Out of the darkness
Resources to help veterinary professionals address mental health issues
There is a long-simmering crisis in veterinarian mental health.
"Being a veterinarian takes a lot more than my medical training, which is something no one told me in school. I'm expected to be a counselor, an educator, a team leader, a financial advisor. When we can't possibly fit this impossible standard, when we can't possibly fit in one more pet without compromising the care of others, we are attacked by our clients for being incompetent and not caring."
Those words came from Melanie Bowden, DVM, in a 2020 TED Talk that's been viewed over half a million times.
Bowden adds, "I empathize with my colleagues about at the end of a really bad shift, they get to a dark place."
Personally, she knew three colleagues who died by suicide since 2016, and all three were within five years of starting their veterinary medicine careers.
Those were not isolated cases. As she cites in her talk, 10 percent of veterinarians who died between 2010 and 2020 died by suicide.
According to studies published by Merck Animal Health and the American Veterinary Medical Association:
A beacon of support
Some of the veterinarian mental health issues today's professionals face include compassion fatigue, often accompanied by context switching; burnout caused by long hours and increased demands on time; unrealistic expectations from and demeaning interactions with clients; and debt and other financial stressors.
Having someone to talk to and destigmatizing asking for help are the foundations of getting better and stronger. It's under that guise that Nicole McArthur, DVM, founded Not One More Vet (NOMV), after the suicide of Sophia Yin, DVM, MS, a renowned veterinarian and animal behaviorist, sent shock waves through the animal health community.
What originally began as a private Facebook group for peer support has turned into a nonprofit that provides financial and emotional support for animal health professionals in crisis.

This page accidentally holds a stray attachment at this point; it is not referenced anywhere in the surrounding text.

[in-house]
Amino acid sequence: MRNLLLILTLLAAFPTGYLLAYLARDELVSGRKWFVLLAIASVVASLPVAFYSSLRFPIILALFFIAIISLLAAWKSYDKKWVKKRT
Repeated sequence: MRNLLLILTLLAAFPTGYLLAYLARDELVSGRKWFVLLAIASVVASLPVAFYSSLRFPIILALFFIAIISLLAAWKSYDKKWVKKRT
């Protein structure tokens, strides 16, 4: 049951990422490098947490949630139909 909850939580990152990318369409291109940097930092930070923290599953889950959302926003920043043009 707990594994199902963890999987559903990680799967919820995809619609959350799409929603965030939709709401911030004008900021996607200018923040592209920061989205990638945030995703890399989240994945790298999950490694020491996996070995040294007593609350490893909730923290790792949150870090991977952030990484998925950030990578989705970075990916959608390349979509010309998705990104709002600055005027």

According to NOMV Executive Director Darlene Bos, "Our basic mission is to provide resources, education, and support for veterinary health professionals, with the vision of changing the face of the industry so that it is a more mentally well place."
Client expectations and interactions
Pet parents might not understand everything their vet is dealing with on a particular day. Context switching is a mentally taxing aspect of the job, with a veterinarian having to go from an appointment to euthanize an older, sick pet and comfort the family to an appointment to meet an excited new client and their brand-new kitten without a break to decompress. Such cycles repeat themselves throughout the day, contributing to veterinarian burnout.
Another contributing factor to veterinarian distress is compassion fatigue. They want to help as many animals as possible but often leave work upset things didn't go as planned. Pet owners' sometimes unrealistic expectations about what the veterinarian can do for certain pets compound compassion fatigue. Clients without pet insurance may lash out when faced with "sticker shock" over the costs of procedures.
"We want to partner with students and set up the expectation it's OK not to be perfect. It's OK to ask for help when you need it.”
Negative client interactions chip away at veterinarians' love for the profession. Clients are unaware of the power of their words. The Merck Animal Veterinary Wellbeing Study showed 70 percent of veterinarians ranked cyberbullying as a topic of concern for their profession.
"[Pet parents] don't realize that the words that they say, in terms of: You're in it for the money, or if you really cared about animals, you would save my dog, matter. Those things are hurtful and detrimental to somebody who genuinely would love to save absolutely every single animal that they could," says NOMV Programs Manager Bri Golob.
NOMV launched a pet parent webpage to educate owners about the stresses veterinarians face and to promote positive interactions. The request of a practice that didn't know how to explain the negative impact of clients' treatment on staff's mental health led to the page's creation. The practice drafted a contract, and now every client must read the pet parent page. Looping owners into this understanding about mental well-being is necessary to make any kind of progress.
Student debt as a stressor
The Merck Animal Health Veterinarian Wellbeing Study showed the most common age range for veterinarians to have suicidal thoughts is 26-34, right as they are starting their careers.